Please use this identifier to cite or link to this item: https://hdl.handle.net/10356/104177
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dc.contributor.authorHe, Ling-Yanen
dc.contributor.authorChen, Qien
dc.contributor.authorHeald, Colette L.en
dc.contributor.authorJimenez, Jose L.en
dc.contributor.authorCanagaratna, Manjula R.en
dc.contributor.authorZhang, Qien
dc.contributor.authorHuang, Xiao-Fengen
dc.contributor.authorCampuzano-Jost, Pedroen
dc.contributor.authorPalm, Brett B.en
dc.contributor.authorPoulain, Laurenten
dc.contributor.authorKuwata, Mikinorien
dc.contributor.authorMartin, Scot T.en
dc.contributor.authorAbbatt, Jonathan P. D.en
dc.contributor.authorLee, Alex K.Y.en
dc.contributor.authorLiggio, Johnen
dc.date.accessioned2015-06-18T07:20:05Zen
dc.date.accessioned2019-12-06T21:27:51Z-
dc.date.available2015-06-18T07:20:05Zen
dc.date.available2019-12-06T21:27:51Z-
dc.date.copyright2015en
dc.date.issued2015en
dc.identifier.citationChen, Q., Heald, C. L., Jimenez, J. L., Canagaratna, M. R., Zhang, Q., He, L.-Y., et al. (2015). Elemental composition of organic aerosol: the gap between ambient and laboratory measurements. Geophysical research letters, 42(10), 4182-4189.en
dc.identifier.issn0094-8276en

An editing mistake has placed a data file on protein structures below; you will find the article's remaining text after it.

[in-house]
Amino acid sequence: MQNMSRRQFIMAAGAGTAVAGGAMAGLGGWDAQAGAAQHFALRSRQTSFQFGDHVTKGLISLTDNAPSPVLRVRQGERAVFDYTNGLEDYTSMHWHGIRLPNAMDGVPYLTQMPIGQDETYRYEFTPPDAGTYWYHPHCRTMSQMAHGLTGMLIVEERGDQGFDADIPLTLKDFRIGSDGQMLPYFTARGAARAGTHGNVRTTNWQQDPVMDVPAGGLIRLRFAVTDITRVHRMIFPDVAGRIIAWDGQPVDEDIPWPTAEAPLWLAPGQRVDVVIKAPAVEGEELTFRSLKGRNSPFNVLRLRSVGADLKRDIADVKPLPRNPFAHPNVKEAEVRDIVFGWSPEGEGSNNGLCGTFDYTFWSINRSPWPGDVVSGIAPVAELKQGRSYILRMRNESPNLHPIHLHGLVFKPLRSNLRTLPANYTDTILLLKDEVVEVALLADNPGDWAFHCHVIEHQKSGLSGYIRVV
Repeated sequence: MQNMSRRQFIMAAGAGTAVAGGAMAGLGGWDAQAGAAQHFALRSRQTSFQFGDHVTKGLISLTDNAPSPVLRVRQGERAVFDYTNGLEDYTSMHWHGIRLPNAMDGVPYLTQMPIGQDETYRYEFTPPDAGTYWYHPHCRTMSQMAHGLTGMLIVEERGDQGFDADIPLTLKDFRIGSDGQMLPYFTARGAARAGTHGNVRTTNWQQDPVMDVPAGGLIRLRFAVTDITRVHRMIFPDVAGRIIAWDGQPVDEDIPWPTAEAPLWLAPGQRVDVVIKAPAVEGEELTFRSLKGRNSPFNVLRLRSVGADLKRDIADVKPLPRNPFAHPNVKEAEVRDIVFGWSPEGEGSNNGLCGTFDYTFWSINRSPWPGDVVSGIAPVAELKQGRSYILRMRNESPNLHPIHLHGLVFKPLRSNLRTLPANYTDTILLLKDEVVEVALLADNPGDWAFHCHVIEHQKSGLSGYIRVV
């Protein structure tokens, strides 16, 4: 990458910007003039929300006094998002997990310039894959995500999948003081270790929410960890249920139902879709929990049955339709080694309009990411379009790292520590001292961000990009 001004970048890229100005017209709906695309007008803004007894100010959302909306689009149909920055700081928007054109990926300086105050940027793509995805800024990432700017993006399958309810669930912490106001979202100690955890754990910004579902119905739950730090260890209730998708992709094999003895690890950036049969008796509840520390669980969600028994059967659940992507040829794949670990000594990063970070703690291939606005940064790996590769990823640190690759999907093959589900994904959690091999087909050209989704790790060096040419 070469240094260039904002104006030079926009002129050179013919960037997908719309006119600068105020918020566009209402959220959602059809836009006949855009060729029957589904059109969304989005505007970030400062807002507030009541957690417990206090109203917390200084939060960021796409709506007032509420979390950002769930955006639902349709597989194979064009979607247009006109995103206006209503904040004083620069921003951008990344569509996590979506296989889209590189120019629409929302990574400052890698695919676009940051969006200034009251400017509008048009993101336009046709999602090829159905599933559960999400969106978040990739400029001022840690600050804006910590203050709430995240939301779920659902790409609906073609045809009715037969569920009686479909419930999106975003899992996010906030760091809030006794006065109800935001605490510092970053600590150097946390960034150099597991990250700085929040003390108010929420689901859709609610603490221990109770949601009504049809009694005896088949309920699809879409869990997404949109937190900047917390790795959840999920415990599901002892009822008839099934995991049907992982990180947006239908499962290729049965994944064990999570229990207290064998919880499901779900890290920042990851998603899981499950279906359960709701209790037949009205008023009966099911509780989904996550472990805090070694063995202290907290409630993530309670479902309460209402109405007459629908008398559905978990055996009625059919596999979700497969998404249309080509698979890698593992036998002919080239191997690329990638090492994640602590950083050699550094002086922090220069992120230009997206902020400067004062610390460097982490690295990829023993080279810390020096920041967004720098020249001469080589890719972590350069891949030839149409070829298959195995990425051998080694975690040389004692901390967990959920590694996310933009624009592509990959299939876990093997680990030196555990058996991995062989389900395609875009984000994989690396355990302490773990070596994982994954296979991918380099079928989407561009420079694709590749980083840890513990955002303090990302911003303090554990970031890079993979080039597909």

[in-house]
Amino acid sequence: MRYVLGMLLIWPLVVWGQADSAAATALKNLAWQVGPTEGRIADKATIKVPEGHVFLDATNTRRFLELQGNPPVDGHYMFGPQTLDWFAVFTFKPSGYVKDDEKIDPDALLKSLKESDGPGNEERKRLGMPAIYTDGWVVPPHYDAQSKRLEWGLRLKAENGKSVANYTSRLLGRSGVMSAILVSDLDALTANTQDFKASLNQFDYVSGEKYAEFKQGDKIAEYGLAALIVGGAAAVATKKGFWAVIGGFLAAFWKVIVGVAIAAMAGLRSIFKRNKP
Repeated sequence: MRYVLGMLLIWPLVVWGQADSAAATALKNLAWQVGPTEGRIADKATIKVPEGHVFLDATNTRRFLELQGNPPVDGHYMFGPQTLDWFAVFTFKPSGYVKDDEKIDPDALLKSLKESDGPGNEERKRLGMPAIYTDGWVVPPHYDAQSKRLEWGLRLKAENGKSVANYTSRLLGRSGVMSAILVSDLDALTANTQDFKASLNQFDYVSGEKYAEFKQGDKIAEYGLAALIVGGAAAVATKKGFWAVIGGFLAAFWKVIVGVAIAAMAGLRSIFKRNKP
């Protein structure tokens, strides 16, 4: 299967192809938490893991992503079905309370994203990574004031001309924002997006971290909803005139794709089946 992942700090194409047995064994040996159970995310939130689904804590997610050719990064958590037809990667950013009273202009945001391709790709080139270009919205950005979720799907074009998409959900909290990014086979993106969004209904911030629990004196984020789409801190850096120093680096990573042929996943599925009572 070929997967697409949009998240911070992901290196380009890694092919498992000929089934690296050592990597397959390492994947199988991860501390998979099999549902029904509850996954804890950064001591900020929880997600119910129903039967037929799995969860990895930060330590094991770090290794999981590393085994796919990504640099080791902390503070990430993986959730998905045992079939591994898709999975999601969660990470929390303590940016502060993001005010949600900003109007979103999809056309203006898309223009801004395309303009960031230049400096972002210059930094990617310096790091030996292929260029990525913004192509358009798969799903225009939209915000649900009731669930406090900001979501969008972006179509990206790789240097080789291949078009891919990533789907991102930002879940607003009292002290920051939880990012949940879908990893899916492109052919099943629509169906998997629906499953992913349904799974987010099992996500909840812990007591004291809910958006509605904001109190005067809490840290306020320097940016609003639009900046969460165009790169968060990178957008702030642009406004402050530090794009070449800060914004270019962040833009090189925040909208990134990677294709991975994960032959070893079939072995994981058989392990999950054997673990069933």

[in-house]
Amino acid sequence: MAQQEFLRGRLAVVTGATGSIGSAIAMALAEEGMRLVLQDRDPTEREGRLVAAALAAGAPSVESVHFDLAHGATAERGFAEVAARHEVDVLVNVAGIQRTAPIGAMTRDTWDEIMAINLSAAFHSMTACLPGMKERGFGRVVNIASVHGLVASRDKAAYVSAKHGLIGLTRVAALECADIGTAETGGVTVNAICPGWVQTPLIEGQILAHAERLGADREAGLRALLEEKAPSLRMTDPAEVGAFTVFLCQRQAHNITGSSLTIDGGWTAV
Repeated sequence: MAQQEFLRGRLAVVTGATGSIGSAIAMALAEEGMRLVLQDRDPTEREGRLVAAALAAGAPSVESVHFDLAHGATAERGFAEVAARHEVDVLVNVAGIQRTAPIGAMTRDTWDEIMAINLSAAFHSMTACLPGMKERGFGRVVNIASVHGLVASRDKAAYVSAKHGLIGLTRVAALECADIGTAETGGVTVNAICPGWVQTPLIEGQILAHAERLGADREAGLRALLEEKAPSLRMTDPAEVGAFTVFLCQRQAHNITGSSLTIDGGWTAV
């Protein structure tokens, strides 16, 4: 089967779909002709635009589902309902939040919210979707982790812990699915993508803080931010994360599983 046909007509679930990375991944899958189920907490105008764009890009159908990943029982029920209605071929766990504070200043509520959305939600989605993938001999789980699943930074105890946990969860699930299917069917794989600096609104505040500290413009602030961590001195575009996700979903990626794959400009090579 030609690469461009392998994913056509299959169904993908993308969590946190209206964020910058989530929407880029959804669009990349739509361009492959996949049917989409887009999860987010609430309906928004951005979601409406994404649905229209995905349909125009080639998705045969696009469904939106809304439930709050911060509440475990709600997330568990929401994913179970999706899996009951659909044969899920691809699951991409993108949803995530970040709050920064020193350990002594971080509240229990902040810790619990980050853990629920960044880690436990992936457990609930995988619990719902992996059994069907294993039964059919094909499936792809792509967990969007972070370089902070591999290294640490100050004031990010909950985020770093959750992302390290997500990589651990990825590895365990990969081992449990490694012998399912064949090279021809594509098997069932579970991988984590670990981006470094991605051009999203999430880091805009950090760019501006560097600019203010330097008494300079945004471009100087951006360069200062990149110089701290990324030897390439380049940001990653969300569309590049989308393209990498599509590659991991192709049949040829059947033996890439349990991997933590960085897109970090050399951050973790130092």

dc.identifier.urihttps://hdl.handle.net/10356/104177-
dc.description.abstractA large data set including surface, aircraft, and laboratory observations of the atomic oxygen-to-carbon (O:C) and hydrogen-to-carbon (H:C) ratios of organic aerosol (OA) is synthesized and corrected using a recently reported method. The whole data set indicates a wide range of OA oxidation and a trajectory in the Van Krevelen diagram, characterized by a slope of −0.6, with variation across campaigns. We show that laboratory OA including both source and aged types explains some of the key differences in OA observed across different environments. However, the laboratory data typically fall below the mean line defined by ambient observations, and little laboratory data extend to the highest O:C ratios commonly observed in remote conditions. OA having both high O:C and high H:C are required to bridge the gaps. Aqueous-phase oxidation may produce such OA, but experiments under realistic ambient conditions are needed to constrain the relative importance of this pathway.en
dc.language.isoenen
dc.relation.ispartofseriesGeophysical research lettersen
dc.rights© 2015 American Geophysical Union. This paper was published in Geophysical Research Letters and is made available as an electronic reprint (preprint) with permission of American Geophysical Union. The paper can be found at the following official DOI: [http://dx.doi.org/10.1002/2015GL063693]. One print or electronic copy may be made for personal use only. Systematic or multiple reproduction, distribution to multiple locations via electronic or other means, duplication of any material in this paper for a fee or for commercial purposes, or modification of the content of the paper is prohibited and is subject to penalties under law.en
dc.subjectDRNTU::Scienceen
dc.titleElemental composition of organic aerosol: the gap between ambient and laboratory measurementsen
dc.typeJournal Articleen
dc.contributor.researchEarth Observatory of Singaporeen
dc.identifier.doi10.1002/2015GL063693en
dc.description.versionPublished versionen
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